This is the first installment of a report on the meals (dinners with the exception of two lunches) consumed during a recent trip to Puglia and Basilicata.
We spent two nights at an agriturismo (Lama di Luna) outside Andria; two nights in Matera; and three nights in a masseria near Fasano. Thanks to all who were so patient in offering suggestions during the research phase. And yes, I did find Senise peppers in Matera. Apologies for misspellings of the Italian.
MASSERIA BARBERA, Minervino Murge, Puglia
Passing through the giant doorway we entered one of a series of rambling dining rooms to encounter a festive celebration in full force. Long tables packed to the brim with chattering diners, flotillas of baby carriages along the walls, toddlers racing about underfoot, waiters pouring forth from the kitchen bearing aloft platters laden with enticements. This was Sunday lunch on the first of May at Masseria Barbera, but our waiter later told us that this was the usual scene on Sundays.
We were shown to one of the smallest tables, where two lonely-looking diners were already seated. Together with our two dining companions, we looked to be the only other non-locals in the house on that day. We saw no menu, just a printed sheet with a brief description of the courses that began to arrive soon after we sat down. ON the table already were water, a basket of superb bread and taralli, and a bottle of the house wine, Rubino di Murgia
This was our second trip to Puglia so we were already accustomed to the lavish display that constitutes the typical Pugliese antipasti spread. Nevertheless, we were astounded by the goodness and the plethora of courses. Among the antipasti dishes were the following:
Fried fava beans; pettole, the Pugliese spheres of fried dough mixed, in this case, with lampascioni, or Muscari racemosum, wild hyacinth bulbs; fresh ricotta; nodino, or knots, of mozzarella; focaccia di grano arso (grano arso is the grain left in the fields after the seasonal burning and was a staple of the poor in this wheat-growing area of Puglia; see Katie Parla’s blog for more info: http://www.parlafood.com/grano-arso-p...);
Cardoncelli mushrooms baked with bread crumbs; baccala with tomato sauce and black olives and a platter of Minervino sausage (salciccia di Minervino) with ricotta salata and aged ricotta.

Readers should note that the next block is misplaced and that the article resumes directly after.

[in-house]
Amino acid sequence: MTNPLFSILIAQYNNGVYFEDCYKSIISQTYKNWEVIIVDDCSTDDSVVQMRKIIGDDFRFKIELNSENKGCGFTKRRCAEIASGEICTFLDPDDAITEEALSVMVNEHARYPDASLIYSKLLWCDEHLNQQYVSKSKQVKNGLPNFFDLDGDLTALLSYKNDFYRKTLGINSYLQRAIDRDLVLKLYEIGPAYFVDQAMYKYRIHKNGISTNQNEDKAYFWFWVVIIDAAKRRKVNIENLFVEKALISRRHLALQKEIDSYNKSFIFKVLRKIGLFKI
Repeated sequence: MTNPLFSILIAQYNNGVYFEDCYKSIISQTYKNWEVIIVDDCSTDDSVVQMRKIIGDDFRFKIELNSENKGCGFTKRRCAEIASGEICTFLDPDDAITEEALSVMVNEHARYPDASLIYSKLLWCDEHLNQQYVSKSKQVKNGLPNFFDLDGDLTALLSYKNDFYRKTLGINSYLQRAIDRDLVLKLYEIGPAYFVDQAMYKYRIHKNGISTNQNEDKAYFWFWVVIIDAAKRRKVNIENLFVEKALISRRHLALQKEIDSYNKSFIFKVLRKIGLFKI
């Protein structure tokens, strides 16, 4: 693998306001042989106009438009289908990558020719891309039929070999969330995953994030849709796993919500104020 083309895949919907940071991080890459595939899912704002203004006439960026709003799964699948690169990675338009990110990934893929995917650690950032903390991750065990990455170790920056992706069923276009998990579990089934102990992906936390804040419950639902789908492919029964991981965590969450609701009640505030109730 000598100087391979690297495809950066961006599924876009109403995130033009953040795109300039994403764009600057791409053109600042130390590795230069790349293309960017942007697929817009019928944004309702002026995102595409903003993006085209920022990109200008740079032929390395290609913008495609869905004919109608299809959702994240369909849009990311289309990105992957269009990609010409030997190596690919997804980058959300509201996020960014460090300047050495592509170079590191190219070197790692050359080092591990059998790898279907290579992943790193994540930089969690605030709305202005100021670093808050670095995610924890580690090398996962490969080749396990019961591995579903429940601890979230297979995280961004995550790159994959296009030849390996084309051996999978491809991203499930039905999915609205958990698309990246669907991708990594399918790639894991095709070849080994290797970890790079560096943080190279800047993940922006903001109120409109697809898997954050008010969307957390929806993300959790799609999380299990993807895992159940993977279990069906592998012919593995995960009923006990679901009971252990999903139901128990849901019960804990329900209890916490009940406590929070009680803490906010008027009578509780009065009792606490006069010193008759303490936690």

Once the (empty in most cases) antipasti dishes were cleared from the table, two pastas appeared:
The first: “Maritati in Crudiola di Melanzane con pesto di basilico,” (a mix, or “marriage” of white orechiette and cavatelli di grano arso, with eggplant cubes, cherry tomatoes and basil pesto.
The second: “Troccoli alla Campagnola con Formaggio dei Poveri,” a long, thick pasta with oven-roasted tomatoes and bread crumbs.
The two secondi were as follows: A platter of mixed meats—tiny baby lamb chops and grilled strips of donkey which was tender and sweeter than beef. Incredibly delicious. The second main course was Salciccia in Cartoccio, a paper parcel that opened to reveal sausage in a light meat broth with a spicy kick. Along with the meats, we had Patate sotto Cenere, or roast potatoes cooked in the ashes of a fire.
Once the meat platters had been demolished, a plate of raw vegetables—carrots and baby fennel—took their place, as per local custom. Then came a bowl of mixed fresh fruits—melon, strawberries, and kiwi.
And finally: House-made cookies, glazed strips of orange rind, and candied almonds.
The total for this feast was 80 euro for two persons. Next year the owner, Sr. Barbera, plans to open rooms for overnight guests.
Closed Sunday night and Monday. No English spoken and no English menu. A SlowFood pick.
Highly recommended for anyone seeking a quintessential Pugliese masseria feast. Worth the detour.
State road 97, km 5,850, Minervino Murge, Puglia 70055, IT